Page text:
And that meant the skull the fossil-collector had was a Deinocheirus head!
After so many years of searching, scientists finally knew what this dinosaur’s face looked like.
Once the situation was explained to the collector who owned the plundered bones, he donated them to Godefroit’s museum.
There, they were studied, and eventually returned to Mongolia.
And--after their long, strange journey--they were reunited with the rest of the skeleton.
Between the material taken from the 2006 and 2009 sites, and from the original 1965 site, scientists now had samples of almost every single bone in Deinocheirus’ body.
And, it must’ve been a sight to behold.
With a maximum length of about 11.5 meters, the creature would’ve rivaled some tyrannosaurids in size.
And some anatomical clues--like the toothless beak--showed that scientists were right in thinking that Deinocheirus was a gigantic ornithomimosaur.
But it was the weirdest-looking ostrich mimic that anybody had ever seen.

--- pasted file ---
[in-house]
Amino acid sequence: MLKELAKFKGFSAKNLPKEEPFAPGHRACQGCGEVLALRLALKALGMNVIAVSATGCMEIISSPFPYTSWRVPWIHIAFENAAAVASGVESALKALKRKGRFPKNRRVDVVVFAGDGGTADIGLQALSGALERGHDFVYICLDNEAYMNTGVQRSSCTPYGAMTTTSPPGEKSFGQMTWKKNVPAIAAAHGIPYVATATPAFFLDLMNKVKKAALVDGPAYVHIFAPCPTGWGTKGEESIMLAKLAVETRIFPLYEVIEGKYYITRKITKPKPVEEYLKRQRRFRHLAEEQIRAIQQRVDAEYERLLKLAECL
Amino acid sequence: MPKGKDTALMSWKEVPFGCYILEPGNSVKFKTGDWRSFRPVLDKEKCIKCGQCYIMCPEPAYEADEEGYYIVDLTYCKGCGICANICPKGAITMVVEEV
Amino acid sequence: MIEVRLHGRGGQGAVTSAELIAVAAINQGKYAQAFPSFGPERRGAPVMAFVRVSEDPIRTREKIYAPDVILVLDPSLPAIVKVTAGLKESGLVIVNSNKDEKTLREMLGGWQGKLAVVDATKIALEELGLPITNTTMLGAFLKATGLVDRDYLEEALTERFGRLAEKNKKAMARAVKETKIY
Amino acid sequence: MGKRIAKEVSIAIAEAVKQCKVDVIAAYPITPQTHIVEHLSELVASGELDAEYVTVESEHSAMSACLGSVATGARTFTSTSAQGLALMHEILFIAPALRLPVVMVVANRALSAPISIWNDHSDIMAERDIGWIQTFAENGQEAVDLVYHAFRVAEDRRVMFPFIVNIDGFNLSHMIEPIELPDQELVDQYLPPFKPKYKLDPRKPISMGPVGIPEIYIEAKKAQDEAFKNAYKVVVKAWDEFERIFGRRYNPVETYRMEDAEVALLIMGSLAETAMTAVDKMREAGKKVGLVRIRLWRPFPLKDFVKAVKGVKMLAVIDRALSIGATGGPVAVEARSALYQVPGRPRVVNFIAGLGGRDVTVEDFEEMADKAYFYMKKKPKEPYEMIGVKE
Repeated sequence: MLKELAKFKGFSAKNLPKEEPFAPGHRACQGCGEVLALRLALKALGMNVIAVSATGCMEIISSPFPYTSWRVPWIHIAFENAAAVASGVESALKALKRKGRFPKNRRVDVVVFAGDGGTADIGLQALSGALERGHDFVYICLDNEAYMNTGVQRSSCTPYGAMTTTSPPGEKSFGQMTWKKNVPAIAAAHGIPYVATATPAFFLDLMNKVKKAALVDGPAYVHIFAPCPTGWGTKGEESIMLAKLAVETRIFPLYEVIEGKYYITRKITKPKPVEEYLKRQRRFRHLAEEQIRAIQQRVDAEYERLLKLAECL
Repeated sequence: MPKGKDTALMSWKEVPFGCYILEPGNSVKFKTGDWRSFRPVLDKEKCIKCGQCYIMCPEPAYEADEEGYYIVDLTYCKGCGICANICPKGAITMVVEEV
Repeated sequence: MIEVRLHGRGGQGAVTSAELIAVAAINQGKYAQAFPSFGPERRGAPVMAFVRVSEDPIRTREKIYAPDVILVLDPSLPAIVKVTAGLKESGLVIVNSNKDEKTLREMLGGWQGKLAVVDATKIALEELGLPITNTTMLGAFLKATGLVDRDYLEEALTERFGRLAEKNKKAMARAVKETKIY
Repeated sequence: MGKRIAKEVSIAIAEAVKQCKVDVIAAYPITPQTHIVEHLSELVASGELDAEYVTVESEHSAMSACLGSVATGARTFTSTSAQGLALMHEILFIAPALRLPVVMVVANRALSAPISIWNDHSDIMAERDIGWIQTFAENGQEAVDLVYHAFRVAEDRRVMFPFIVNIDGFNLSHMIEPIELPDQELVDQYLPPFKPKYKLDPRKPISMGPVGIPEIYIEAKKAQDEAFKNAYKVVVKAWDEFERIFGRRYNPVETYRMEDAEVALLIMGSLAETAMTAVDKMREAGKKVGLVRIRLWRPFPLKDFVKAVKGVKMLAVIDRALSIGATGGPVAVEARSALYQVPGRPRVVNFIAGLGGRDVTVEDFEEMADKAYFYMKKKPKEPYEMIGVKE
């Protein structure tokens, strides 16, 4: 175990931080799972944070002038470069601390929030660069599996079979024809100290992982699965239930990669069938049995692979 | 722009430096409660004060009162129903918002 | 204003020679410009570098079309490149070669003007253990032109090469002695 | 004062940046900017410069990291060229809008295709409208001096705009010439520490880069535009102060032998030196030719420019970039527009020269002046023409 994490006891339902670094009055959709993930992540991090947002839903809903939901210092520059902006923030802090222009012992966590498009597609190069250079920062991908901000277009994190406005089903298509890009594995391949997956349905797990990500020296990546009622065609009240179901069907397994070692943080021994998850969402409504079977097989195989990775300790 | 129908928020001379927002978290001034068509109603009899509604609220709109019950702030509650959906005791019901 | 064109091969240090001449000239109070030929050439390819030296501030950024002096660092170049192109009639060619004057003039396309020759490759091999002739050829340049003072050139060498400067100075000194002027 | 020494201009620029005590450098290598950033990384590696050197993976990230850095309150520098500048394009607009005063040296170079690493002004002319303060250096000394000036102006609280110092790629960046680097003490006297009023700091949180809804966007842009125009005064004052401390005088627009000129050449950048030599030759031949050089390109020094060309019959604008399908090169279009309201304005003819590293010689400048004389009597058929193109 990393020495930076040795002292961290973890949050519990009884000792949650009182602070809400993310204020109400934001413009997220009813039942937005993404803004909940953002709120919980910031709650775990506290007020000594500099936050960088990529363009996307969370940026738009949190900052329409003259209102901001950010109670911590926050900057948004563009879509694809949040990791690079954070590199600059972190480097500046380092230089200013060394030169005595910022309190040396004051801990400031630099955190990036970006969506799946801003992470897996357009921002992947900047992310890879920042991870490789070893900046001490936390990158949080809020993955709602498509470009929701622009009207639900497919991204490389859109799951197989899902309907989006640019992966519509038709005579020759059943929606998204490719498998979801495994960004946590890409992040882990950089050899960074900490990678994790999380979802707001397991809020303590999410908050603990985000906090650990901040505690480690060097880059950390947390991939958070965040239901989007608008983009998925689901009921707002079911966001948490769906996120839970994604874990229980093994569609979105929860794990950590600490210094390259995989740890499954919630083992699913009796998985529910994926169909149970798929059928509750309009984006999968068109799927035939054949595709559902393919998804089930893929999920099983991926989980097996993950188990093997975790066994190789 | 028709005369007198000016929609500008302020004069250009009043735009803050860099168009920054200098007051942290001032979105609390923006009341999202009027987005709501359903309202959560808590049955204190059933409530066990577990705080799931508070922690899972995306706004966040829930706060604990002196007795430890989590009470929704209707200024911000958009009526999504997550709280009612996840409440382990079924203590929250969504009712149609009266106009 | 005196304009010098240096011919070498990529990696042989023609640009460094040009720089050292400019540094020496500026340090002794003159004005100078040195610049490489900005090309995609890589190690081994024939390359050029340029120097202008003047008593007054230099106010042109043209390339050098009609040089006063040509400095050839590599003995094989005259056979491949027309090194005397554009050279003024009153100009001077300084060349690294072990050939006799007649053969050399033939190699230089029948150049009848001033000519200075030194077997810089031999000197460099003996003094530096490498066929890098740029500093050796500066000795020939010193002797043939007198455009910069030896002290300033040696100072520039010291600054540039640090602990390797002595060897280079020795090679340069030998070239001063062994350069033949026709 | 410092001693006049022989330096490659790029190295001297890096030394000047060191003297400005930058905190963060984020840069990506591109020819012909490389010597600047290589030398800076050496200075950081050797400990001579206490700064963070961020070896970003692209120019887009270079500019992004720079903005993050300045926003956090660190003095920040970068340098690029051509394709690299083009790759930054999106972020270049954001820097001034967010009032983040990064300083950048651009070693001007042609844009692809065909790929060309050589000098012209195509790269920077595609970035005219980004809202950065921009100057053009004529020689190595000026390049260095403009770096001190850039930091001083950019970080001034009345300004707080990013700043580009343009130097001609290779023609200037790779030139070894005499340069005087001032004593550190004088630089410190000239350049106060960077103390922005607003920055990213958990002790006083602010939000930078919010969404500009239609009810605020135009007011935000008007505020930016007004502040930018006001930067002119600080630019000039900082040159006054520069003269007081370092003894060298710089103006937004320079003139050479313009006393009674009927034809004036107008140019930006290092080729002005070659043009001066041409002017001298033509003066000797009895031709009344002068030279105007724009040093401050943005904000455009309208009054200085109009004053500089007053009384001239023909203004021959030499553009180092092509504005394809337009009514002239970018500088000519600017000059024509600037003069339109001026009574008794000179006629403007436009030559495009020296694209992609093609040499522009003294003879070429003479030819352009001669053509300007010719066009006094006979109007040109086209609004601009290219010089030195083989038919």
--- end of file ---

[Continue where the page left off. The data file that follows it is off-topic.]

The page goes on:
For starters, the skull - which was over a meter long - had a broad, duck-like bill.
And some of its back bones had tall neural spines, supporting a strange, triangle-shaped sail.
At the end of the tail, the last few vertebrae were fused together into a structure called a pygostyle.
In living birds, the pygostyle is an attachment point for tail feathers.
So Deinocheirus probably had a tuft of feathers at the end of its tail.
These have been seen in a few other non-avian dinosaurs, but nobody had ever found one on an ornithomimosaur before!
And, unlike some of the speedier ornithomimosaurs, Deinocheirus had relatively short legs, tipped with blunt claws that resembled hooves because of their squared-off tips!